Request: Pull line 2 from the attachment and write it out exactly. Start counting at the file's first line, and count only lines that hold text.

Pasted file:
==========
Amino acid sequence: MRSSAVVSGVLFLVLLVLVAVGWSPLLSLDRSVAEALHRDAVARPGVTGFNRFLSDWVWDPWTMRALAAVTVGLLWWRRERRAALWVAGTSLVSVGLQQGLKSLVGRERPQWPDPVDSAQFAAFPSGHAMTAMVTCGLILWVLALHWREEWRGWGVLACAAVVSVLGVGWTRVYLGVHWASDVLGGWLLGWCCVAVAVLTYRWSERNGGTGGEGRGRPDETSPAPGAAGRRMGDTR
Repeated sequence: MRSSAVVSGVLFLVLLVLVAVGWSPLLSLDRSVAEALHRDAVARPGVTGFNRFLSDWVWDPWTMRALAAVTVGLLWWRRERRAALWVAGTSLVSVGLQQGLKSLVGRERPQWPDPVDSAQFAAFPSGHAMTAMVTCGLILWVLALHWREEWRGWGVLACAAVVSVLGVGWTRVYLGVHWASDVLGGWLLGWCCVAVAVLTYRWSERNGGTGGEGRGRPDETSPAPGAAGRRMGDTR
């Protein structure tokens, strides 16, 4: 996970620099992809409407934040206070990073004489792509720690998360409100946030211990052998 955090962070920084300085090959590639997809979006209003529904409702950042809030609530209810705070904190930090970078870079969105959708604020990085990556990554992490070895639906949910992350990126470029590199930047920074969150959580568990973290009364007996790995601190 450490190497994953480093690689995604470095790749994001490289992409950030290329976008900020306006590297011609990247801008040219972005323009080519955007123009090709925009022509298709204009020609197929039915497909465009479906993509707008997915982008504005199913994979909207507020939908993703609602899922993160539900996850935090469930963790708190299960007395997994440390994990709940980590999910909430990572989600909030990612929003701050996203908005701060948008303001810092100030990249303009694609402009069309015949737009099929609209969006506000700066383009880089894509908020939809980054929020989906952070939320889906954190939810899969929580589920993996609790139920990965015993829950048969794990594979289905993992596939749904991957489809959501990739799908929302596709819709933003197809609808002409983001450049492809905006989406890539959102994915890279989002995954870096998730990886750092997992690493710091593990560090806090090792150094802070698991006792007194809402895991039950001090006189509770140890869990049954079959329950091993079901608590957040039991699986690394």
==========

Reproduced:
Repeated sequence: MRSSAVVSGVLFLVLLVLVAVGWSPLLSLDRSVAEALHRDAVARPGVTGFNRFLSDWVWDPWTMRALAAVTVGLLWWRRERRAALWVAGTSLVSVGLQQGLKSLVGRERPQWPDPVDSAQFAAFPSGHAMTAMVTCGLILWVLALHWREEWRGWGVLACAAVVSVLGVGWTRVYLGVHWASDVLGGWLLGWCCVAVAVLTYRWSERNGGTGGEGRGRPDETSPAPGAAGRRMGDTR